SITKA, Alaska (AP) - J. Torres loves to tell stories, whether it’s writing another installment for the Wonder Woman comic series, or his own creations based on Native and Filipino folklore and legends.
“I like to mix it up,” said Torres, who has written for DC and Marvel comics and created his own graphic novel series, Bigfoot Boy.
Torres was in Sitka earlier this month, meeting kids in the local schools and putting on a program for the public at Kettleson Memorial Library.
The visit of the Canadian author was part of the Alaska Spirit of Reading program, which brings one author a year to Alaska schools. The program is funded by the Alaska Association of School Librarians, with an Interlibrary Cooperation Grant from the Alaska State Library and the Institute of Museum and Library Services.
Kari Sagel, the Blatchley Middle School librarian who works with the Spirit of Reading program, said she and former Sitka High School librarian Ginny Blackson selected the 44-year-old Philippines-born writer for several reasons.
“Comic books always interest us,” said Sagel. “We were also looking for someone who was Filipino - Filipinos are not well-represented in school visits in Sitka.”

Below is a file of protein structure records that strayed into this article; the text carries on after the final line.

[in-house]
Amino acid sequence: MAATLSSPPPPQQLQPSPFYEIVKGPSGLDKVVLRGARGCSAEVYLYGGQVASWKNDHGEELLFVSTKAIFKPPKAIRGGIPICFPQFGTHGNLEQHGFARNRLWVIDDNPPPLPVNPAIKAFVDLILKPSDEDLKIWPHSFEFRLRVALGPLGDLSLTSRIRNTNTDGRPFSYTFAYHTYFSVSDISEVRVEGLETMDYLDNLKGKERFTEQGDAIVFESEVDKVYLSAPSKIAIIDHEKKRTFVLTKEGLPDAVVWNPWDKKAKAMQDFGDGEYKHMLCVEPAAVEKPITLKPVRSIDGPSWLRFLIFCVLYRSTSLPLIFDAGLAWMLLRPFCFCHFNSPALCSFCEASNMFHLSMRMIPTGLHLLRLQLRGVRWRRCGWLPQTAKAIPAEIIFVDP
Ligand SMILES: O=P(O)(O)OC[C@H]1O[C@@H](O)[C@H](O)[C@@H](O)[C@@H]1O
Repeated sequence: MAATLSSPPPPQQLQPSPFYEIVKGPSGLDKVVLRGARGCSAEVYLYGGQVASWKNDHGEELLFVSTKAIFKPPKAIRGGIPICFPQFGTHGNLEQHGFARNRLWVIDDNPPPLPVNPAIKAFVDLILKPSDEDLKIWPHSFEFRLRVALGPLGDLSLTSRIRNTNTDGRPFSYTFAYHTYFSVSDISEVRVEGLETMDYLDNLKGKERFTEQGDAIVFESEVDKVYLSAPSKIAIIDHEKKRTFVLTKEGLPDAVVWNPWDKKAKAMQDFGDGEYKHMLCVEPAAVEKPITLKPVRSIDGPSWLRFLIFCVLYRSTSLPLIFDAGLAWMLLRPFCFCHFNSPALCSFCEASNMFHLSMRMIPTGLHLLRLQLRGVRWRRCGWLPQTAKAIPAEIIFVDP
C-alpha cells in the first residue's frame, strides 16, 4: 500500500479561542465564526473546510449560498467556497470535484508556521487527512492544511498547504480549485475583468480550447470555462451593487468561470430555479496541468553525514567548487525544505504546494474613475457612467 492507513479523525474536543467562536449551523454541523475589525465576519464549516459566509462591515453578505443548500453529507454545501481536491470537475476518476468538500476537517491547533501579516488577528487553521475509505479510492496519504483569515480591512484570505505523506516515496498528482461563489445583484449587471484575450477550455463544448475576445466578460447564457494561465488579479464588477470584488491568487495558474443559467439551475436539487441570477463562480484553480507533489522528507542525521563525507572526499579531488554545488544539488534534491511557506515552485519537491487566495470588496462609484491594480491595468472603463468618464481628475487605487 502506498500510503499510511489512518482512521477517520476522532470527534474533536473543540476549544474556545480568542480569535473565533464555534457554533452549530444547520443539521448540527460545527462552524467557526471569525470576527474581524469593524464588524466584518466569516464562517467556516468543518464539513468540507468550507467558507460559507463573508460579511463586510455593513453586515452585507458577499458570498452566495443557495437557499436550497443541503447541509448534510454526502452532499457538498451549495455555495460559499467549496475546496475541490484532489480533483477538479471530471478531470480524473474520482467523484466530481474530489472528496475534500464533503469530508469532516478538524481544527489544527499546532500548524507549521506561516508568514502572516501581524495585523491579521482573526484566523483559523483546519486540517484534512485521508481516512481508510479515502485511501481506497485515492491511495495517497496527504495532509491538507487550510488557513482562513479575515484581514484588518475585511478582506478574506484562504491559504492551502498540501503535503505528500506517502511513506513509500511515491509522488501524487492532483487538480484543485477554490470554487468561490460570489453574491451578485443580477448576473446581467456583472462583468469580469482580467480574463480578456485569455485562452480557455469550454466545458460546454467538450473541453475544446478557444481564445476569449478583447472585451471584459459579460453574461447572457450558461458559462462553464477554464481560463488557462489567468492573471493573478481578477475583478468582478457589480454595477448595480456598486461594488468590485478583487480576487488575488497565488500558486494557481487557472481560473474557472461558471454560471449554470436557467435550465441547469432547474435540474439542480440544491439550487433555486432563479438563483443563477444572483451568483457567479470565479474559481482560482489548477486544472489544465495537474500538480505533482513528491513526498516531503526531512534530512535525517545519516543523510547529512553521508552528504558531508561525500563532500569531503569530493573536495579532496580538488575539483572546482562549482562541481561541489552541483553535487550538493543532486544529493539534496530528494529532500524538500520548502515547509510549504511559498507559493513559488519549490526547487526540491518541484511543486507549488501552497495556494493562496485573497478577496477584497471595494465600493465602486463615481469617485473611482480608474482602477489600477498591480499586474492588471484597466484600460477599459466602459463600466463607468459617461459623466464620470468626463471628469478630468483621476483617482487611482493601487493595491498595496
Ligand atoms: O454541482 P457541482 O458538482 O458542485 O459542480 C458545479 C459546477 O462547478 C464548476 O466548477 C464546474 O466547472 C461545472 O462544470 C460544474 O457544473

The librarians also liked the fact that Torres‘ work appeals to a wide range of age groups. He wrote a series of board books about the characters Checkers and Dot for youngsters; the “Bigfoot Boy” series for elementary-age kids; and “Lola: a Ghost Story” graphic novel for older kids. Some adults like to read them, too, Sagel said.
“We like to cross grade levels, if we can,” she said.
“I’ve written for infants all the way up to old people,” Torres said.
While in Alaska Torres visited schools in Juneau, Unalaska and Anchorage, and the McLaughlin Youth Center. He attended the Alaska Library Association conference and also had a Skype visit with Dillingham students.
He’s enjoying his visit, he said.
“It’s always great to go out and meet readers,” he said.
Torres said he realizes there’s some resistance to the comic book form which can come from parents or teachers.
“There’s a stigma” to comics among people who are not accustomed to taking them seriously, he said. “I’ve made a few converts. … Usually I’m preaching to the converted, but it sounds like we’ve turned a few people around.”
Torres said the comics can turn nonreaders to readers, but that’s not their purpose.